Home values increase $0.14 for each illegal or legal immigrant in a metro area
Overall crime rates are not related to immigrant prevalence, but forcible rape crimes decrease with an increasing illegal resident population
Undocumented immigrants don’t commit crimes at a rate different than national averages
Legal immigrants are 91% less likely to commit a crime than native citizens
Foreign-born citizens are less likely to be unemployed than native citizens or foreign-born residents (who are unemployed at similar rates)
Foreign-born citizens also make higher median incomes than native citizens and foreign-born residents
Immigrants are more likely to be self employed than native citizens
Immigrants do not receive more public assistance than native citizens
To assess whether home prices relate to immigration, we analyzed immigration data described above and average annual Zillow Home Value Index prices from 2007 and 2016. We used multiple regression analyses to evaluate whether the rate of unauthorized and authorized immigrants immigrants (out of every 100,000 people) influenced home values. We controlled for population and the cost of living in each metro to ensure that these variables weren’t influencing home prices.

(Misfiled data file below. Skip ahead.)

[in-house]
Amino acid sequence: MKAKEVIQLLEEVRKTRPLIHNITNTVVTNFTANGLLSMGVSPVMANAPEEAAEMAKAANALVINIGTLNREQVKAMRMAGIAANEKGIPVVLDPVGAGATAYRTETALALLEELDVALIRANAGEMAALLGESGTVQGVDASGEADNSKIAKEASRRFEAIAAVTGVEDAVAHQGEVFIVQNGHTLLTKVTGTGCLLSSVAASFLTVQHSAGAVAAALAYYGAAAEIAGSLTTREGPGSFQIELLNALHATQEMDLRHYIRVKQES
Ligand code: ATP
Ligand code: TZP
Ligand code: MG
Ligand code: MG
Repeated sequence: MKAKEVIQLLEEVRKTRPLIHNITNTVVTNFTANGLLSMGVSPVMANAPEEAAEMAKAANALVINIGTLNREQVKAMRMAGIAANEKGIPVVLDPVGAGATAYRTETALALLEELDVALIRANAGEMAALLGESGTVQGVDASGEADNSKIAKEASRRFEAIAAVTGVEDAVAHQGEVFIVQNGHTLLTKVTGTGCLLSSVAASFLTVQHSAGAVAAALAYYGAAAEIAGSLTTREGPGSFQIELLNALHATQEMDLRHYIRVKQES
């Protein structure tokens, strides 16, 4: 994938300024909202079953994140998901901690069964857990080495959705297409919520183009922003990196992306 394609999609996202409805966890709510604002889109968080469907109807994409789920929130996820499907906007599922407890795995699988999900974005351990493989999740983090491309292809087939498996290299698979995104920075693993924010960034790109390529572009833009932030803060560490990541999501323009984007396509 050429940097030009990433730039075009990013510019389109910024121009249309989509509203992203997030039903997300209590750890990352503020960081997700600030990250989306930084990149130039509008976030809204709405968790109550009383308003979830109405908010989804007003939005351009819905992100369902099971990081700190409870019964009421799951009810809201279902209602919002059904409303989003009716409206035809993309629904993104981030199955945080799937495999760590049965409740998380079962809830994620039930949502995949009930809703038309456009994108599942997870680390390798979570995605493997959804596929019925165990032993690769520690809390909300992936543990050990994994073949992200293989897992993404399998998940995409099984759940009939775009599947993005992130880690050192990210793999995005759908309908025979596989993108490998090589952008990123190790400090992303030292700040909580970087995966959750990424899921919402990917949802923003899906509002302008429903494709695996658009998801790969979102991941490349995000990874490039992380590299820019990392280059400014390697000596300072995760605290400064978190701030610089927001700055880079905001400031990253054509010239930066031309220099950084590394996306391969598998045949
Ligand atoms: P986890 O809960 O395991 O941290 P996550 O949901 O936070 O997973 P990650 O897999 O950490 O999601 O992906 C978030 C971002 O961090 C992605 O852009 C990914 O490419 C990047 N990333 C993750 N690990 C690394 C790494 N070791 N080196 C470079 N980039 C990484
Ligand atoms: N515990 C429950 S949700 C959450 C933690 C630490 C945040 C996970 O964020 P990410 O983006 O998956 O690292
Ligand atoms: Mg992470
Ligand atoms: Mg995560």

The presence of authorized and unauthorized immigrants were both positively related to home values. More specifically, home values increase one dollar for each additional seven unauthorized immigrants (per 100,000 residents). The same was true for authorized immigrants. Put differently, home values increase $0.14 for each immigrant in an area. So, if a metro area has a median home price is $150,000, we’d expect an additional 100,000 immigrants to increase home values 9% to $164,000.
The relationship between the immigrant population and home values is a complicated one and a reason for the relationship is difficult to pin down. Additional immigrants may simply increase the demand for housing, which in turn increases prices. Foreign-born citizens are just as likely to own a home as native citizens and many (35%) non-citizen immigrant residents own homes in the U.S. Therefore, it’s certainly reasonable to assume that as more immigrants enter an area, the prices increase as a result of demand.